In the publishing game, “backlist” refers to books that have been published and had their time at the forefront of marketing and publicity efforts. (Books in that glittery phase of life are called “frontlist.”)
A backlist book does more than sit in a warehouse. With luck, it finds a readership that steadily grows it into a title with legs, with a long lifetime, in other words, a perennial that provides the important income necessary to continue publishing the sexy frontlist. All hail the circle of life!
Finding such a steady readership represents something of a grail, however. Despite the hopes and dreams and phone calls, no press can transform every one of its properties into an ongoing winner. That said, certain events do help:
- The book becomes a classroom must-have, as with our Disability Histories;
- The book is a definitive take on a topic, for instance Roger Daniels’ acclaimed Franklin D. Roosevelt: The War Years, 1939-1945;
- The book gets chosen for an All-Campus Read or One City, One Book sort of program, as happened recently with our 2000 release For Freedom’s Sake, by Chana Kai Lee;
- Oprah Winfrey takes an interest in the nineteenth-century origins of sexual science, a topic explored in Ralph M. Leck’s new book Vita Sexualis
A press as venerable as the University of Illinois Press possesses backlist titles that fell off the radar over the decades. Shifting attitudes relegated Fundamentals of Spontaneous Generation to obscurity, while film studies titles like George Lucas: More or Less Competent Filmmaker are clearly out of step with modern-day scholarship/common sense. As we explore below, a recent run through the press library can reveal books that unjustly gather dust rather than backlist orders.
Corn: The Enemy Within, by Americus Banners
We all remember the people who insisted fluoridated water was part of a communist/Illuminati/government mind-control conspiracy. But the zeitgeist forgets that Americans once believed an important foodstuff bred transgressive behavior that seemed to threaten the very social order of the postwar world. As Time put it, “Corn threatens to turn our young into a tribe of cardigan-wearing miscreants overindulging in activities like scooter-riding and listening to Perry Como records.” The UIP turned a spotlight on the problem. “A wake-up call for a generation of parents made virtuous by Depression-era deprivation and a world where everything was still in black and white.” —Look
The Nuclear War Fun Book
Academic presses covered the Cold War from its earliest days, and the UIP was no exception. In The Nuclear War Fun Book, contributors from across a range of disciplines provide the coloring pages, word jumbles, and the Hidden Picture brain-teasers that opened young minds and inspired the STEM-centered educational milieu of today. Draw all the signs of radiation sickness. Memorize the member nations of NATO. Help Richard Nixon find his way to China. Circle which CIA-backed dictator is not like the others. It’s all here, an essential era of history done in thick black lines and as suitable for crayons as the SALT treaty.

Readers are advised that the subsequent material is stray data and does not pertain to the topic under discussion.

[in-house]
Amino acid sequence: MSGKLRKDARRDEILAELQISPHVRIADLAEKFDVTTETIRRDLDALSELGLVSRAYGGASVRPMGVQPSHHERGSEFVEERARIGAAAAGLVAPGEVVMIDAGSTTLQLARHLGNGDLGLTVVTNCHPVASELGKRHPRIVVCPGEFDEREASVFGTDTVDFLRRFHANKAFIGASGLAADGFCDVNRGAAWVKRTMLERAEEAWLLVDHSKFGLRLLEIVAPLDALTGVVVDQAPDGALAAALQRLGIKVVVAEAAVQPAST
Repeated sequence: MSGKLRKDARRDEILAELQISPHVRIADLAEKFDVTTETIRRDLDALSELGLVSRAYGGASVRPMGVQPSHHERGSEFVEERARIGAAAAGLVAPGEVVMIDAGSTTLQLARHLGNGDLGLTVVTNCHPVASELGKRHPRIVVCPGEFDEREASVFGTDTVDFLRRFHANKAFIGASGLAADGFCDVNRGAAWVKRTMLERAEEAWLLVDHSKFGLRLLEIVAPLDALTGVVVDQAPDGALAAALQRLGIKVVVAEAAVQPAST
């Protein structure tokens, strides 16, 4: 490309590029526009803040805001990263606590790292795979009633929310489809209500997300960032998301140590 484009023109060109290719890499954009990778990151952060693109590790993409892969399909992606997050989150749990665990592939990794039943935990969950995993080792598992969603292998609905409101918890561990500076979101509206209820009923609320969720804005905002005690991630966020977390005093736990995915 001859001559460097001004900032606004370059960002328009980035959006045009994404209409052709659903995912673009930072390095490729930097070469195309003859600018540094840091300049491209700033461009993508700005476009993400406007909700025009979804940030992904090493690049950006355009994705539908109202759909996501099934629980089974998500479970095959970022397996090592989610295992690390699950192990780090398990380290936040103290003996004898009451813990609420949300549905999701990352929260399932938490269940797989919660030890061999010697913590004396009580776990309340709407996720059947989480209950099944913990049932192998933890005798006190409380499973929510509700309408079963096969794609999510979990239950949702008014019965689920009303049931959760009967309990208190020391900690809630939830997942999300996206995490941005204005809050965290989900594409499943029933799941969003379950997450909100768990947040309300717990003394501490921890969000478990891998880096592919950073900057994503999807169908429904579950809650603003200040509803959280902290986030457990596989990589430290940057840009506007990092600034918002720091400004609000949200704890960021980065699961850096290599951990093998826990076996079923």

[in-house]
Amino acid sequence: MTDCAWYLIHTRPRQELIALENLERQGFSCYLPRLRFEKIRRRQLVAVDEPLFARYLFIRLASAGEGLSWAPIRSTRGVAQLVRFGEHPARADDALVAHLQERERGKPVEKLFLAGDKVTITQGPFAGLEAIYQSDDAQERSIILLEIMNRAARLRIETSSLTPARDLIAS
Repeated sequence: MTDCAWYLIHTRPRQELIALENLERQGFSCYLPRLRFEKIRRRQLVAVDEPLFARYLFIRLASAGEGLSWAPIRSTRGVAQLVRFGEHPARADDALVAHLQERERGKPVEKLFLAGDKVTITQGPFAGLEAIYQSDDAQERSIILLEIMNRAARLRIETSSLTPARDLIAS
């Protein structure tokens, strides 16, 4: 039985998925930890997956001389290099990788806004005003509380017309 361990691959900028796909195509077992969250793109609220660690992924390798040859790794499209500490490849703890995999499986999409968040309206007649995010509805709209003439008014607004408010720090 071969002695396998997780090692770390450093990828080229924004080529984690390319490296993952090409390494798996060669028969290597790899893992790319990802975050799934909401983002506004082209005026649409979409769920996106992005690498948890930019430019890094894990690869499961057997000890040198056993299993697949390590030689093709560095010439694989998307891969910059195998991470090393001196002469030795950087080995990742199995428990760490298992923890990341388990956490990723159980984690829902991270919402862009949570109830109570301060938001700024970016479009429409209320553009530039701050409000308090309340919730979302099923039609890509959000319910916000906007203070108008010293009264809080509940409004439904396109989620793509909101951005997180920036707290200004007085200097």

The Complete Ballad of the Green Berets Reader, by R.D. Taylor
In 1966, Staff Sergeant Barry Sadler found a country bitterly divided over a war, and divided it further. His epic “Ballad of the Green Berets” was a martial musical salute to the Special Forces sculpted in drums, trumpets, bass chorus, but somehow no whistling. It gave supporters of the Vietnam War a chance to stand with America’s best, those trained to live off nature’s land, trained in combat, hand to hand! Powered by patriotism and Sadler’s manly voice, “Ballad of the Green Berets” spent five weeks at the top of the charts and was the Number One song for the year. Let’s just say when we named our Music in American Life series back then, the emphasis was on American.
This UIP classic traces Sadler’s meteoric career, from his brilliant first flash of achievement—toppling Nancy Sinatra from atop the Billboard Hot 100—to his unfortunate and instant descent into being a bankrupt relic of a very weird era. The original print run also included an ALL-VINYL boxed set featuring 121 versions of Sadler’s greatest hit. In addition to demos, alternate takes, Ray Stevens’s cover, and all the dance versions, you got the scintillating Moby remix that took Coachella by storm, PLUS a collectible booklet that covered Sadler’s lasting influence on the alt-spoken word scene and explained FOR THE FIRST TIME the DETAILS of his 1989 shooting during a Guatemala City booze-up, subsequent airlift to freedom by Soldier of Fortune magazine, and the theft of his comatose body.†
Handbook for the Recently Deceased, by Marion Blusters
Talk about the ultimate travel guide. Handbook for the Recently Deceased offered readers tips on how to make the most of those all-important first days in the afterlife. Marion Blusters drew on detailed ethnographic work and his own experience of being struck by lightning nine times to guide us all into the white light. Judgment lasts for eternity. Why face it unprepared? Also included a workbook and pennies to place on your eyes. I had high hopes for this lost title—even the dream of a reprint crossed my mind—when I first glanced at the cover. Alas, a second look made it clear the couple were not watching the approach of the flying saucers that ferry us to the Great Beyond.
† True story.